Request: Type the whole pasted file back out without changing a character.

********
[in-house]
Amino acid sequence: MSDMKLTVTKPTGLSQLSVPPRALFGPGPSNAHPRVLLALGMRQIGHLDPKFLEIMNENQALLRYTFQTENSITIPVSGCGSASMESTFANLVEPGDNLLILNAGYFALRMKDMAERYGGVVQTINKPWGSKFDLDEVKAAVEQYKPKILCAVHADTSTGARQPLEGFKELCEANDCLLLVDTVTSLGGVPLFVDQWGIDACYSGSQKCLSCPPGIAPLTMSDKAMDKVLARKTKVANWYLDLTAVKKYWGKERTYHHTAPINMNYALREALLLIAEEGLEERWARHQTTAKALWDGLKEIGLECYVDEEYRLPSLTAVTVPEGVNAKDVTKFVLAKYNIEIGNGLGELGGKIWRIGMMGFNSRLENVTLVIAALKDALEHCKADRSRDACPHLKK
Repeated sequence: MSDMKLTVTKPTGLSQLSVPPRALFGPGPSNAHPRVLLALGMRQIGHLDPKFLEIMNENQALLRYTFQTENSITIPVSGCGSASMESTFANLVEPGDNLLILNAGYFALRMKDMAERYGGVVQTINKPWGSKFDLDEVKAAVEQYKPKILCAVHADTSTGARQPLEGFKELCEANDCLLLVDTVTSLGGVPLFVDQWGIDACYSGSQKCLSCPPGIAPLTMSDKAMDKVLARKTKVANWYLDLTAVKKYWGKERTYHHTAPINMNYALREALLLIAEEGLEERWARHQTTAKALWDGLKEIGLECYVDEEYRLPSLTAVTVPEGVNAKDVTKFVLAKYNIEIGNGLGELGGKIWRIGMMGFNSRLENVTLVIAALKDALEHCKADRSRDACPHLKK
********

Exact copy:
[in-house]
Amino acid sequence: MSDMKLTVTKPTGLSQLSVPPRALFGPGPSNAHPRVLLALGMRQIGHLDPKFLEIMNENQALLRYTFQTENSITIPVSGCGSASMESTFANLVEPGDNLLILNAGYFALRMKDMAERYGGVVQTINKPWGSKFDLDEVKAAVEQYKPKILCAVHADTSTGARQPLEGFKELCEANDCLLLVDTVTSLGGVPLFVDQWGIDACYSGSQKCLSCPPGIAPLTMSDKAMDKVLARKTKVANWYLDLTAVKKYWGKERTYHHTAPINMNYALREALLLIAEEGLEERWARHQTTAKALWDGLKEIGLECYVDEEYRLPSLTAVTVPEGVNAKDVTKFVLAKYNIEIGNGLGELGGKIWRIGMMGFNSRLENVTLVIAALKDALEHCKADRSRDACPHLKK
Repeated sequence: MSDMKLTVTKPTGLSQLSVPPRALFGPGPSNAHPRVLLALGMRQIGHLDPKFLEIMNENQALLRYTFQTENSITIPVSGCGSASMESTFANLVEPGDNLLILNAGYFALRMKDMAERYGGVVQTINKPWGSKFDLDEVKAAVEQYKPKILCAVHADTSTGARQPLEGFKELCEANDCLLLVDTVTSLGGVPLFVDQWGIDACYSGSQKCLSCPPGIAPLTMSDKAMDKVLARKTKVANWYLDLTAVKKYWGKERTYHHTAPINMNYALREALLLIAEEGLEERWARHQTTAKALWDGLKEIGLECYVDEEYRLPSLTAVTVPEGVNAKDVTKFVLAKYNIEIGNGLGELGGKIWRIGMMGFNSRLENVTLVIAALKDALEHCKADRSRDACPHLKK